This guide from GIS/Metadata Librarian Eric Glass highlights resources available from the Columbia University Libraries as well as from other sources. "The effort here is to identify resources that are already in an acceptable format for use in a GIS application."
The diamonds dataset offers a comprehensive list of all known diamond deposits throughout the world. Each deposit is coded with precise geographic coordinates, geological form of the diamond, and dates of discovery and first production. The dataset is available as GIS shapefiles as well as in spreadsheet (Excel) format.
EarthStat.org serves geographic data sets with the purpose of solving the grand challenge of feeding a growing global population while reducing agriculture’s impact on the environment. EarthStat is a collaboration between the Global Landscapes Initiative at The University of Minnesota’s Institute on the Environment and the Ramankutty Lab at The University of British Columbia, Vancouver.
From the Food and Agriculture Organization of the UN, FAOSTAT is an on-line and multilingual database currently containing over 1 million time-series records covering international statistics in the following areas: production, trade, food balance sheets, food aid shipments, fertilizer and pesticides, land use and irrigation, forest products, fishery products, population, agricultural machinery.
GBIF—the Global Biodiversity Information Facility—is an international network and research infrastructure funded by the world’s governments and aimed at providing anyone, anywhere, open access to data about all types of life on Earth. Coordinated through its Secretariat in Copenhagen, the GBIF network of participating countries and organizations, working through participant nodes, provides data-holding institutions around the world with common standards and open-source tools that enable them to share information about where and when species have been recorded. This knowledge derives from many sources, including everything from museum specimens collected in the 18th and 19th century to geotagged smartphone photos shared by amateur naturalists in recent days and weeks.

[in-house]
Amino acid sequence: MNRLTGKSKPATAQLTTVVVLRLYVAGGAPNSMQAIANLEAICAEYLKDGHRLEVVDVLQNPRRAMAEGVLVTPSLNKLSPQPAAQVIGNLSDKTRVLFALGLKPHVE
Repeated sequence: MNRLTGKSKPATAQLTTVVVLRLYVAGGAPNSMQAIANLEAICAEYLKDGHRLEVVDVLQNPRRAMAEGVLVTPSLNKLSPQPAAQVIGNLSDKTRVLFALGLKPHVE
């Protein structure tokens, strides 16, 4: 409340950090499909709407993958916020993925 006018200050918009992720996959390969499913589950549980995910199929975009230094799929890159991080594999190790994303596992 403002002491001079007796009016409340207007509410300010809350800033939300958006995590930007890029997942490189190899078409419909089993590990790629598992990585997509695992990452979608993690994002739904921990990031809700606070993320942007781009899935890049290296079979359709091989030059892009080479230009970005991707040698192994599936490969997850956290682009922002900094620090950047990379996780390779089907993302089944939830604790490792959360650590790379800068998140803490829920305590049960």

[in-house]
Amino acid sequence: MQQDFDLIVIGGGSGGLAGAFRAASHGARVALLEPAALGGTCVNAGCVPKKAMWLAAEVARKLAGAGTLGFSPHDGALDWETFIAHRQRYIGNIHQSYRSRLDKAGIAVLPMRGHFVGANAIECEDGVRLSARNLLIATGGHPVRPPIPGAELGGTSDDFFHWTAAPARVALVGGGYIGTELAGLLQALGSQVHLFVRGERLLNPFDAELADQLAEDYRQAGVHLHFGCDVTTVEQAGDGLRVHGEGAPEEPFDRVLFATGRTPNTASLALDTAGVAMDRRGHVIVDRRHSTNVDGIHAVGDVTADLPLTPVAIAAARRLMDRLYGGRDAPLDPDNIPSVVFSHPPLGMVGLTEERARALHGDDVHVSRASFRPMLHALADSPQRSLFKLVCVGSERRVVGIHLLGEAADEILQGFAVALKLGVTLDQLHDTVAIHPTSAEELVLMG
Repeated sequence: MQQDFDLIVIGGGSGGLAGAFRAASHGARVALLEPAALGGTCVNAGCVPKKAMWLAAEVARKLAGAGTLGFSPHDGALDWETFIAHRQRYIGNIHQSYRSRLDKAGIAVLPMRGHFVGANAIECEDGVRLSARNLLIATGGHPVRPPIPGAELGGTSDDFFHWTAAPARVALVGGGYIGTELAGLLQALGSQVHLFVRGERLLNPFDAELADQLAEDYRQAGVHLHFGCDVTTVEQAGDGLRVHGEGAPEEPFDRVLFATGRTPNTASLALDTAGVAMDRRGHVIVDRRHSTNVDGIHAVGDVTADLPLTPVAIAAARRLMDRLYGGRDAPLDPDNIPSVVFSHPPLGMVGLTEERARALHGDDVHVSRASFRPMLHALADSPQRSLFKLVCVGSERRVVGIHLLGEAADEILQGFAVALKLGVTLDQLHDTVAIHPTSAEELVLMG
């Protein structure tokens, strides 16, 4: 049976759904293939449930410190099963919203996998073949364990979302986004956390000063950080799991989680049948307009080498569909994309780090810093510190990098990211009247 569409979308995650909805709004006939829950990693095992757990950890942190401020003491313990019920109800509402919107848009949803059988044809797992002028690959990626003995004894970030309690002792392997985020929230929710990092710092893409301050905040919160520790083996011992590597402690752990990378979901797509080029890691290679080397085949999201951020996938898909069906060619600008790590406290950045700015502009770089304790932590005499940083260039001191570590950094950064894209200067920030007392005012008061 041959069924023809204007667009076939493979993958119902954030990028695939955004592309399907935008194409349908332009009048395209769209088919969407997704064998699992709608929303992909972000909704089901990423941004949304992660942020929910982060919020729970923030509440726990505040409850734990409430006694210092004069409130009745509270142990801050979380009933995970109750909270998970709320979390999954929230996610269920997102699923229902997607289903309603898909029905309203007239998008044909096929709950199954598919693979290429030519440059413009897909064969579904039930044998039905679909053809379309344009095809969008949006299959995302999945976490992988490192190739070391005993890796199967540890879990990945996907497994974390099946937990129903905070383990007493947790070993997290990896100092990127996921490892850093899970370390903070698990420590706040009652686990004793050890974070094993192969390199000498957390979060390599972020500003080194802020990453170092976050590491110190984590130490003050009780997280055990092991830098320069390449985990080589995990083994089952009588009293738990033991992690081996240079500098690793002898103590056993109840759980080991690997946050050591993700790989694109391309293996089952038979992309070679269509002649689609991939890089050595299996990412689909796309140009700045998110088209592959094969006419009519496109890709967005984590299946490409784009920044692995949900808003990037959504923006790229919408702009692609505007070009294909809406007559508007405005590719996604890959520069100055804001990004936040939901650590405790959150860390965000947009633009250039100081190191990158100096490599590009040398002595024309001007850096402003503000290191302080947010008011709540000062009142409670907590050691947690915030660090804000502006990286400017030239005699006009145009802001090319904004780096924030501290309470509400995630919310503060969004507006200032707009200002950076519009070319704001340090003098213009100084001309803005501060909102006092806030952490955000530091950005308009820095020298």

The Humanitarian Data Exchange (HDX) is an open platform for sharing data, launched in July 2014. A team within the United Nations Office for the Coordination of Humanitarian Affairs (OCHA) manages HDX. OCHA is part of the United Nations Secretariat, responsible for bringing together humanitarian actors to ensure a coherent response to emergencies.
NOAA's National Centers for Environmental Information (NCEI) is responsible for preserving, monitoring, assessing, and providing public access to the Nation's treasure of climate and historical weather data and information.
Protected Planet is the most up to date and complete source of information on protected areas, updated monthly with submissions from governments, non-governmental organizations, landowners and communities. It is managed by the United Nations Environment World Conservation Monitoring Centre (UNEP-WCMC) with support from IUCN and its World Commission on Protected Areas (WCPA).
Download tables and join them with TIGER boundary files or other shape files. You can find lots of different data types here, both for the U.S. and other countries: demographics (U.S. decennial Census, American Community Survey, and Canadian & UK census data), environmental summaries, health/cancer data, World Bank World Development Indicators, and Eurostat data.
The Environmental Data Explorer is the authoritative source for data sets used by UNEP and its partners in the Global Environment Outlook (GEO) report and other integrated environment assessments. Its online database holds more than 500 different variables, as national, subregional, regional and global statistics or as geospatial data sets (maps), covering themes like Freshwater, Population, Forests, Emissions, Climate, Disasters, Health and GDP. Display them on-the-fly as maps, graphs, data tables or download the data in different formats.
The Census of Agriculture is a complete count of U.S. farms and ranches and the people who operate them. Even small plots of land - whether rural or urban - growing fruit, vegetables or some food animals count if $1,000 or more of such products were raised and sold, or normally would have been sold, during the Census year. The Census of Agriculture, taken only once every five years, looks at land use and ownership, operator characteristics, production practices, income and expenditures.
Indicators are arranged by topics such as agriculture, climate change, energy & mining, environment, etc. Once you've clicked on an indicator, look for the download button to acquire the data for all countries & years available.
WWF freely shares several of their data sets including Marine Ecoregions of the World, Freshwater Ecoregions of the World, Terrestrial Ecoregions of the World, HydroSHEDS, Global 200 (identifies a set of the Earth's terrestrial, freshwater, and marine ecoregions that harbor exceptional biodiversity and are representative of its ecosystems), Global Lakes and Wetlands Database, Smart Infrastructure Planner, Tiger Conservation Landscape, and World Grassland Types.